For centuries, humans have been curious about the effect that birth order has on personality, possibly because eldest children in ruling families typically inherited the seat of power. A new study published in PNAS finds that firstborn children tend to score higher on objective measures of intelligence and self-reported measures of intelligence. But it finds that there are no birth-order effects on other personality characteristics.
Older by minutes or even seconds, makes no difference… 😉
Pregnancy and birthing are very taxing on women, I’ve read studies that claim a woman’s body does not return to normal for 4-5 years after a pregnancy. I wonder if there is some correlation between the intelligence gap and the age difference of the siblings. Would not surprise me to find that pregnancies that happen before the body has fully recovered means that the woman’s body cannot give as many resources to the subsequent children during those critical developmental stages.
TLDR: Got older siblings? If so, here’s something shiny to play with. …but you missed the squirrel.
If “Mr Hydes” made up 23% of the drinkers – two thirds of which were female… When you’re that bad, they call you Mr? 364 people isn’t the smallest sample, but still not worth painting any gender related implications. I thought Hemingway meant depressive…
There’s not a lot to the article, not even a break down of how many men vs women in the sample.
Criteria like housing prices, population density, and crime rates are often emphasized when people consider the desirability of living in an urban area. These “livability” factors are associated with higher life satisfaction, both directly (by making the lives of residents better) and indirectly (because more affluent and satisfied people live in these neighborhoods).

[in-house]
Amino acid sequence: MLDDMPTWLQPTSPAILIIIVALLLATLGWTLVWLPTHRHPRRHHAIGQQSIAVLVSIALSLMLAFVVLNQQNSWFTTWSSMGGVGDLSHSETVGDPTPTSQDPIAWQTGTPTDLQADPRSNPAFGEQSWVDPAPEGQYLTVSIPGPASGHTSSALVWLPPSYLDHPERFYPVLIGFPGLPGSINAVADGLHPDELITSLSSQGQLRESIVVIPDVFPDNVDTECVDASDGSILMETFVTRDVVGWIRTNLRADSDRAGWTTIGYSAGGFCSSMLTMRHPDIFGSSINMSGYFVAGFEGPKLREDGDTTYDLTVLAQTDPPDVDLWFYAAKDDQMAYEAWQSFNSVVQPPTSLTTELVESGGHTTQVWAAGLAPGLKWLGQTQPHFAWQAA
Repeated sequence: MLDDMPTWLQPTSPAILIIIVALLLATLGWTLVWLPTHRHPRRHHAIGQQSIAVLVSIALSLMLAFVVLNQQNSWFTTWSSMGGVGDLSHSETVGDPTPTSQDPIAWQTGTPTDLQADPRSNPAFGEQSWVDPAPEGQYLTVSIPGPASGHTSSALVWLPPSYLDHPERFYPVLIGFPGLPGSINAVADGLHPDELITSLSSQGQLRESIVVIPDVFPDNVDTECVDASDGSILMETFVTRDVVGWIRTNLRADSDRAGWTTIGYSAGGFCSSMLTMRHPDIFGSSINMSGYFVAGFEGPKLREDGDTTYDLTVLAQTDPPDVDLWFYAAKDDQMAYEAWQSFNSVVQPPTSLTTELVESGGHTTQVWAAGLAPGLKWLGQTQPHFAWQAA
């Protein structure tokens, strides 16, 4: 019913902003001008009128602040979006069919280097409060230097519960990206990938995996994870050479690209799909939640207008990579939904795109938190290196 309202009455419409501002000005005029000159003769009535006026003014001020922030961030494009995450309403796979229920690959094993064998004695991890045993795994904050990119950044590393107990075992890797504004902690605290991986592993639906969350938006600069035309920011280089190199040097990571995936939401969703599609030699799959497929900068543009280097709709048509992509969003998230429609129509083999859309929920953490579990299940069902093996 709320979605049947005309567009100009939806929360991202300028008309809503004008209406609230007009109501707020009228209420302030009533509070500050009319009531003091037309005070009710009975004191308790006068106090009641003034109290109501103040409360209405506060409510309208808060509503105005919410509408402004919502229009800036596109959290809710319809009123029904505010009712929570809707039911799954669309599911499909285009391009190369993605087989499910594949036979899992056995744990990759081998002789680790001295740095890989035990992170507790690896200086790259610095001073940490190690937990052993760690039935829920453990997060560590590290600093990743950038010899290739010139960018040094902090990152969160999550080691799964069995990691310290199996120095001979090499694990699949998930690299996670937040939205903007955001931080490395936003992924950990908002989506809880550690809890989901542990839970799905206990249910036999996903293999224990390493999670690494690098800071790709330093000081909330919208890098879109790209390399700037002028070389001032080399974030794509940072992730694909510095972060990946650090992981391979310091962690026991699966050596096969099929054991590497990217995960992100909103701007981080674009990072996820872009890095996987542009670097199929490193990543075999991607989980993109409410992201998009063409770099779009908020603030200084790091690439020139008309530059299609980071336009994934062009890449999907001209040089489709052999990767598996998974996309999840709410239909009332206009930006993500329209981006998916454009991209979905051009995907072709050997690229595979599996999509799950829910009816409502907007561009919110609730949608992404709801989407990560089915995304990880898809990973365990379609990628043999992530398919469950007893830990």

However, according to a recent PNAS paper, these livability factors can only account for two-thirds of the difference in life satisfaction, with a large portion of the difference being attributed to something more surprising: a match between personality and neighborhood. In London, personality traits cluster in different neighborhoods and contribute to the life satisfaction of the residents there.
In other news: Your personality influences where you work—and how happy you’ll be there.
A majority of people tend to take their own conclusions about things and project them onto others, equating what they think they need and want and believe into what other people need and want and believe. Happiness, as a transitive emotional state, is the most relative thing in the world to try to measure.
People tend to adapt and don’t want to live in an unsatisfied state. Mankind is a tribal creature, and tends to emulate the behaviors of others when in crowded situations (such as a large city like London) in order to “fit in”. Most people tend to stay in a relatively small geographical region and will then emulate the behaviors of that region. Not wanting to seem “outside the tribe” they may even think that they’re “happy”. It’s not that their personality influences where they live, or how happy they are there. At least not for most people, which is what the study concludes. It may well be that the opposite occurs due to man’s tribal nature.
Are you as worry-prone as Woody Allen, or as chill as Seth Rogan? Your answer might give you a glimpse into your future. Certain personality traits make you more likely to develop serious diseases down the line, reports a study released this week in the journal Social Psychology and Personality Science.